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The Telecom Digest for February 16, 2013
Volume 32 : Issue 41 : "text" Format
Messages in this Issue:
Google under fire for sending users' information to developers (Monty Solomon)
Power and the Internet: play or pay (Telecom Digest Moderator)
Has Rachel gone away? (Jim Haynes)

====== 31 years of TELECOM Digest -- Founded August 21, 1981 ======

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Date: Fri, 15 Feb 2013 01:36:44 -0500 From: Monty Solomon <monty@roscom.com> To: telecomdigestmoderator.remove-this@and-this-too.telecom-digest.org. Subject: Google under fire for sending users' information to developers Message-ID: <p06240835cd4387b26a0c@[]> Google under fire for sending users' information to developers By Jessica Guynn February 14, 2013 SAN FRANCISCO -- Sebastian Holst makes yoga mobile apps with his wife, a yoga instructor. The Mobile Yogi is sold in all the major mobile app stores. But when someone buys his app in the Google Play store, Holst automatically gets something he says he didn't ask for: the buyer's full name, location and email address. He says consumers are not aware that Google Inc. is sharing their personal information with third parties. No other app store transmits users' personal information to third-party developers when they buy apps, he said. "Google is not taking reasonable steps to ensure that this data is used correctly," said Holst, whose app has 120,000 users. Google is coming under fire just as regulators in the U.S. and overseas are stepping up their scrutiny of how all the players in the industry -- mobile apps, stores, advertising networks and others -- handle consumers' private information. Regulators are pushing for greater transparency of what information is collected by apps and how it's shared. Google Play has worked differently than Apple Inc.'s iTunes since it launched in October 2008. An app developer sets up an account through the mobile payment system Google Wallet, which makes them a merchant in the store. When someone buys his or her app from Google Play, that transaction -- and the customer's information -- is sent to the developer. The developer has to comply with rules about what he or she can do with the information. But at Apple, iTunes is the merchant. App developers say they never receive customer information. Google defended how Google Play operates in an emailed statement. ... http://www.latimes.com/business/technology/la-fi-tn-google-under-fire-for-sending-users-information-to-developers-20130213,0,7558815.story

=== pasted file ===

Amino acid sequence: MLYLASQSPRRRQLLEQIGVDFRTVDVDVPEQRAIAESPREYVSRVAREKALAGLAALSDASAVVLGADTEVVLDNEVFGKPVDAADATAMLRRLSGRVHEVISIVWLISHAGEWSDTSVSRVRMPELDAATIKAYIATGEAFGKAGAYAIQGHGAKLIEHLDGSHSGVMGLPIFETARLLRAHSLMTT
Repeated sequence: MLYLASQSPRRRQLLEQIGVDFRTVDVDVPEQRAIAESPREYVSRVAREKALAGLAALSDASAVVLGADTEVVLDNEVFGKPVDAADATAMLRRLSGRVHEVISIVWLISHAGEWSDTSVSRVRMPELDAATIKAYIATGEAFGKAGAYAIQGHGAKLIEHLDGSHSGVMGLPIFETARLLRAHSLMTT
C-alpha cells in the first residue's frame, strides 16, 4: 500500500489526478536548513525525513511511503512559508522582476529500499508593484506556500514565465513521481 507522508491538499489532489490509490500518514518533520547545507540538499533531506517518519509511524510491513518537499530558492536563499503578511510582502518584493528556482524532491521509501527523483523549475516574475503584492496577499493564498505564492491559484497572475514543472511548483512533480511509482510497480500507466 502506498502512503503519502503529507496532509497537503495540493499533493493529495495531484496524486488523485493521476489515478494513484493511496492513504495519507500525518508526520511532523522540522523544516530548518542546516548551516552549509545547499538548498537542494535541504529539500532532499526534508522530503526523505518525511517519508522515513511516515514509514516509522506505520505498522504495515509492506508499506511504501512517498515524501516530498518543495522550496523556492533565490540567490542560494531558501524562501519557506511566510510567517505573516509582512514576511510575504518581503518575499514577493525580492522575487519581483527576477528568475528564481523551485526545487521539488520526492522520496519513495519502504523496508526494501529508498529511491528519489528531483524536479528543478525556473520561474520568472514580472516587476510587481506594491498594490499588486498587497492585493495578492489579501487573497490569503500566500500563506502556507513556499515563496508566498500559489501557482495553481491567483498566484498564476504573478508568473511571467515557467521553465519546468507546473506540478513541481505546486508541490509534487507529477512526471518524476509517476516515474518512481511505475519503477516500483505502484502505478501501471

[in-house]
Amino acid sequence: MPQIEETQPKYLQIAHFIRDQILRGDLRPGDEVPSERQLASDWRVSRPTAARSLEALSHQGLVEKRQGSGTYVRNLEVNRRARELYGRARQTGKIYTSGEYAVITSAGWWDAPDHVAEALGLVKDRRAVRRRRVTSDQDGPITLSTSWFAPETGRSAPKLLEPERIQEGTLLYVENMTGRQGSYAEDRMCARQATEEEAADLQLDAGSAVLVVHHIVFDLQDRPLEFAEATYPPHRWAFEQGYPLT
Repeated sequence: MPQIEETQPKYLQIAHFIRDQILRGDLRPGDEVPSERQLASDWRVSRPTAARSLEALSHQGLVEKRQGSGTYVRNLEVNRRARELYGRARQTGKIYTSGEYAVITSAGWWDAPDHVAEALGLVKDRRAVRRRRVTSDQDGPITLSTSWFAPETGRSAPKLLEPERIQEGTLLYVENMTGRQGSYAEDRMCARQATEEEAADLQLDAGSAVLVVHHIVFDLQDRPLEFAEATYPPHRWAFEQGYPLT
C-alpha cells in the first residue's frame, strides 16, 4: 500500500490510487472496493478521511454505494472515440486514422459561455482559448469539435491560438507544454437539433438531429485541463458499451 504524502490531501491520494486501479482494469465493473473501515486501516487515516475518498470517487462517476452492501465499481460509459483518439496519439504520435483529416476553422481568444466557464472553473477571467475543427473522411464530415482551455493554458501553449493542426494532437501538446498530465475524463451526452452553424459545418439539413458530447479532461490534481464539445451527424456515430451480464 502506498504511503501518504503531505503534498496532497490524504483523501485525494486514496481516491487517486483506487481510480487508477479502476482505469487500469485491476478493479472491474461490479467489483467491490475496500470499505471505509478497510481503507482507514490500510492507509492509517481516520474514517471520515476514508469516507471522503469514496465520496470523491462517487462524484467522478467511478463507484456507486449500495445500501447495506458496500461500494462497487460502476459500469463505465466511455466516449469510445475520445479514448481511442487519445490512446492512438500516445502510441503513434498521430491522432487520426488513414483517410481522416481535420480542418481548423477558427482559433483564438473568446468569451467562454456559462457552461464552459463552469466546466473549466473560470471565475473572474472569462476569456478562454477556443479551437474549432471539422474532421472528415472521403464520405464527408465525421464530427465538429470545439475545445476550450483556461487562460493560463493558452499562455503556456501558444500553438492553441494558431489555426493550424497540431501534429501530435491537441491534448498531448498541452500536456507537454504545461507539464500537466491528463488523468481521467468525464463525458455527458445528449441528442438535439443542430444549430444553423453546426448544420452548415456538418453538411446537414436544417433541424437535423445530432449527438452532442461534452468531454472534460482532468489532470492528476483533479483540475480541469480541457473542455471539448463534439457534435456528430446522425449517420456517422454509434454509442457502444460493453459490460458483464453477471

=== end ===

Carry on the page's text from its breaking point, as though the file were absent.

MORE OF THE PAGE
Date: Fri, 15 Feb 2013 10:02:03 -0500 From: Telecom Digest Moderator <redacted@invalid.telecom.csail.mit.edu> To: telecomdigestmoderator.remove-this@and-this-too.telecom-digest.org. Subject: Power and the Internet: play or pay Message-ID: <20130215150203.GA7831@telecom.csail.mit.edu> The February, 2013 issue of Cryptogram, writen by Bruce "Secrets and Lies" Schneier, contains a warning to Internet users: either play the game with the big boys, or pay more and more to stand on the sidelines. All disruptive technologies upset traditional power balances, and the Internet is no exception. The standard story is that it empowers the powerless, but that's only half the story. The Internet empowers everyone. Powerful institutions might be slow to make use of that new power, but since they are powerful, they can use it more effectively. Governments and corporations have woken up to the fact that not only can they use the Internet, they can control it for their interests. Unless we start deliberately debating the future we want to live in, and the role of information technology in enabling that world, we will end up with an Internet that benefits existing power structures and not society in general. ... Now powerful interests are looking to deliberately steer this influence to their advantage. Some corporations are creating Internet environments that maximize their profitability: Facebook and Google, among many others. Some industries are lobbying for laws that make their particular business models more profitable: telecom carriers want to be able to discriminate between different types of Internet traffic, entertainment companies want to crack down on file sharing, advertisers want unfettered access to data about our habits and preferences. Mr. Schneier has an unusual talent for pointing out what is later obvious: he is the man who created the "Security Theater" label for the Transportation Security Administration. I agree with his warning: those who participate are the only ones who count. http://www.schneier.com/crypto-gram-1302.html -- Bill Horne Moderator
Date: Fri, 15 Feb 2013 14:29:45 -0600 From: Jim Haynes <jhaynes@remove-this.cavern.uark.edu> To: telecomdigestmoderator.remove-this@and-this-too.telecom-digest.org. Subject: Has Rachel gone away? Message-ID: <slrnkht6lp.ch2.jhaynes@Frances.localdomain> I haven't heard from her lately, but have got calls 3 days in a row now from a peddler of senior medical security alarm systems. -- jhhaynes at earthlink dot net
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